A third man was crushed by an American vehicle as it rushed to Davis’s aid. Pakistani officials believe its occupants were CIA because they came from the house where Davis lived and were armed.

The US refused Pakistani demands to interrogate the two men and on Sunday a senior Pakistani intelligence official said they had left the country. “They have flown the coop, they are already in America,” he said.

ABC News reported that the men had the same diplomatic visas as Davis. It is not unusual for US intelligence officers, like their counterparts round the world, to carry diplomatic passports.

The US has accused Pakistan of illegally detaining him and riding roughshod over international treaties. Angry politicians have proposed slashing Islamabad’s $1.5bn (£900m) annual aid.

But Washington’s case is hobbled by its resounding silence on Davis’s role. He served in the US special forces for 10 years before leaving in 2003 to become a security contractor. A senior Pakistani official said he believed Davis had worked with Xe, the firm formerly known as Blackwater.

Pakistani suspicions about Davis’s role were stoked by the equipment police confiscated from his car: an unlicensed pistol, a long-range radio, a GPS device, an infrared torch and a camera with pictures of buildings around Lahore.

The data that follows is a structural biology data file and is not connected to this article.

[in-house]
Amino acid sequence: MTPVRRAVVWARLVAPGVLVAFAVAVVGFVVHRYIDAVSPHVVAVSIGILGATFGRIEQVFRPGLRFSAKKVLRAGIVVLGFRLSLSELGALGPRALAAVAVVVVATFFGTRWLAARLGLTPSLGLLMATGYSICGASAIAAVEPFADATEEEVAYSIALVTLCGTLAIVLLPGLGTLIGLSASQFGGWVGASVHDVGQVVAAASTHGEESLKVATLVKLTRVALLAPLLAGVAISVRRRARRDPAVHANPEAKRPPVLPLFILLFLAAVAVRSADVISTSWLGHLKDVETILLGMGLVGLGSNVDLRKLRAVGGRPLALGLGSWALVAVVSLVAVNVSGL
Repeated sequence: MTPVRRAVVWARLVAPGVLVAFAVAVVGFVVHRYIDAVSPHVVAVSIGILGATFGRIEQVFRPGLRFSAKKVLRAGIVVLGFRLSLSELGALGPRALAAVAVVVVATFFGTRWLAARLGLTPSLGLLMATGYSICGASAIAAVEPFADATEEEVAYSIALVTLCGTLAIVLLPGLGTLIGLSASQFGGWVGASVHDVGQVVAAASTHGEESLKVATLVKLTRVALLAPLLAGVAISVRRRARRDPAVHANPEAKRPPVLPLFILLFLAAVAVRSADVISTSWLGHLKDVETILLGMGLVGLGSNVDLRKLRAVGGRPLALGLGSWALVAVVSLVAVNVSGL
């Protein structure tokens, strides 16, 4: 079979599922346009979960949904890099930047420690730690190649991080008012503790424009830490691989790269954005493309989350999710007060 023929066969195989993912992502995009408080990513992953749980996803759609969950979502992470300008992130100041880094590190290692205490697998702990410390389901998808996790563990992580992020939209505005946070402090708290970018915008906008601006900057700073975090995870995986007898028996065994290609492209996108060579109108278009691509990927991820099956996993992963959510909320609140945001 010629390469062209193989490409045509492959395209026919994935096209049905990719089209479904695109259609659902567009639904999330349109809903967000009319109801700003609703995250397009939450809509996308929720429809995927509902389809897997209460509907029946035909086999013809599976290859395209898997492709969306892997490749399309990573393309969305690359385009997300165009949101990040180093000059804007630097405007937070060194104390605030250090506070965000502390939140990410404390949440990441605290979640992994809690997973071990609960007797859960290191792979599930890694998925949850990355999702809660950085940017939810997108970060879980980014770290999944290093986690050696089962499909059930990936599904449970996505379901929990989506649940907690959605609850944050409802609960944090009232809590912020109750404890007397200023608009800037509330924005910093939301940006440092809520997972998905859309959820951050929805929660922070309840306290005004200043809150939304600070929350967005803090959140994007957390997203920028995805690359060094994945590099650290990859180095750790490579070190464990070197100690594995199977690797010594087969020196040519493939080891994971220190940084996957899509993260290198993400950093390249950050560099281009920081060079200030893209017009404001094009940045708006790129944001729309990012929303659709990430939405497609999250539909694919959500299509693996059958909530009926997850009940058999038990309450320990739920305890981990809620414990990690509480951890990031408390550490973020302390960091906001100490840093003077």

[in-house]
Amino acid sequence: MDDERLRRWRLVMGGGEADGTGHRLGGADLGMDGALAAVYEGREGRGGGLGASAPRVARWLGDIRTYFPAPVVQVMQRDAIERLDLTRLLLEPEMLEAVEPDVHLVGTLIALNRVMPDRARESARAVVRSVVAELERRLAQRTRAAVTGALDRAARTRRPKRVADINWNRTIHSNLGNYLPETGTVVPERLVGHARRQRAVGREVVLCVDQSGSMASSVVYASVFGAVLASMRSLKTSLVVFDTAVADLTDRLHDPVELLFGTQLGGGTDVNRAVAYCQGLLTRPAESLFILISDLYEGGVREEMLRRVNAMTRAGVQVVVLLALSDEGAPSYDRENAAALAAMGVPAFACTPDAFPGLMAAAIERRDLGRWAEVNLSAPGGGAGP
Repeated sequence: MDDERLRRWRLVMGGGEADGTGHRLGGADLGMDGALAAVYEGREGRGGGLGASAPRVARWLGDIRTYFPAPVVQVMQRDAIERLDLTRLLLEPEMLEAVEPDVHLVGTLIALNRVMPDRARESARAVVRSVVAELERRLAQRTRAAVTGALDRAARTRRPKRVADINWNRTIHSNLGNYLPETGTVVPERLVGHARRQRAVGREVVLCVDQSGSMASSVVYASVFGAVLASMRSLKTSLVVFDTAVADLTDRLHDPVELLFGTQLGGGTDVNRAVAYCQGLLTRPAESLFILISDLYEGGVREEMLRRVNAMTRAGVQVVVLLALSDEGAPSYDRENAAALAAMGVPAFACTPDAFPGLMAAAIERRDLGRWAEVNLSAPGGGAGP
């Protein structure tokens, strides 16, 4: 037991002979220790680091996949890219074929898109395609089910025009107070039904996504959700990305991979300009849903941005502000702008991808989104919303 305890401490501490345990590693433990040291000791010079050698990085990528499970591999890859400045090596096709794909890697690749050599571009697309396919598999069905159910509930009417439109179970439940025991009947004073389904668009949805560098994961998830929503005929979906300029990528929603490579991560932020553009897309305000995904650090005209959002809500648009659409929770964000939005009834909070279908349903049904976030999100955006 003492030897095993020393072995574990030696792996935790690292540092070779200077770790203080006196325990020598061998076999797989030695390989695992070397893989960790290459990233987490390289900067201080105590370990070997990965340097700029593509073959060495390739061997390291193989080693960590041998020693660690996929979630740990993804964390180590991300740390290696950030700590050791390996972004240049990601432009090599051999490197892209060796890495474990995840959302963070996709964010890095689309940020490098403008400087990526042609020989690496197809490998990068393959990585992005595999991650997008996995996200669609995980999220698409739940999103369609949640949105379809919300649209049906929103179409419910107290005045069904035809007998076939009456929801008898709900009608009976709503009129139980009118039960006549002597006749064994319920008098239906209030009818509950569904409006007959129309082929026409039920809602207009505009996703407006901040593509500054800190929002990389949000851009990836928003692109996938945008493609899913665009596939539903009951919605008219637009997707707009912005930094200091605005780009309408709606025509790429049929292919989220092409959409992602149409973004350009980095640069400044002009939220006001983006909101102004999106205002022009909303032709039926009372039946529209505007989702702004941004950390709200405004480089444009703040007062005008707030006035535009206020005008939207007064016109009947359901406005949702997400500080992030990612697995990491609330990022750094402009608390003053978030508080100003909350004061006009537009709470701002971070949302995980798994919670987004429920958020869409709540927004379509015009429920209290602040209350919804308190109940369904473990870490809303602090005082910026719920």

“This is not the work of a diplomat. He was doing espionage and surveillance activities,” said the Punjab law minister, Rana Sanaullah, adding he had “confirmation” that Davis was a CIA employee.

A number of US media outlets learned about Davis’s CIA role but have kept it under wraps at the request of the Obama administration. A Colorado television station, 9NEWS, made a connection after speaking to Davis’s wife. She referred its inquiries to a number in Washington which turned out to be the CIA. The station removed the CIA reference from its website at the request of the US government.

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Comments

  1. Listen, this incompetent contract cowboy is not a diplomat or CIA–he’s from a store front security firm.
    It’s obvious he went white knuckled, lost his nerve, panicked and killed two people unnecessarily.
    This screw up guy isn’t worth the US showing it’s ass yet again.

  2. CIA is notorious for its international crimes and its incompetence.

  3. The Guardian report suggests the men killed were ISI agents — if ones with ‘sleazy’ records (if one can believe anything subject to CIA interpretation). The best thing for Pakistan would be to put Davis on trial — which would frighten the US into scaling back its arrogant treatment of an independent state, that only became an ‘ally’ because it was threatened with ‘being bombed back to the stone age’ by the Bush hoodlums.

    By all means let the US attempt a raid to release him (1979 Iran style) we all need a good laugh.

  4. Time will play itself out on this. Another black eye for the Empire. As in Libya, so goes the U.S. in backing the despotic types, all in the name of freedom, but whose freedom? The costs of this insanity is becoming too much.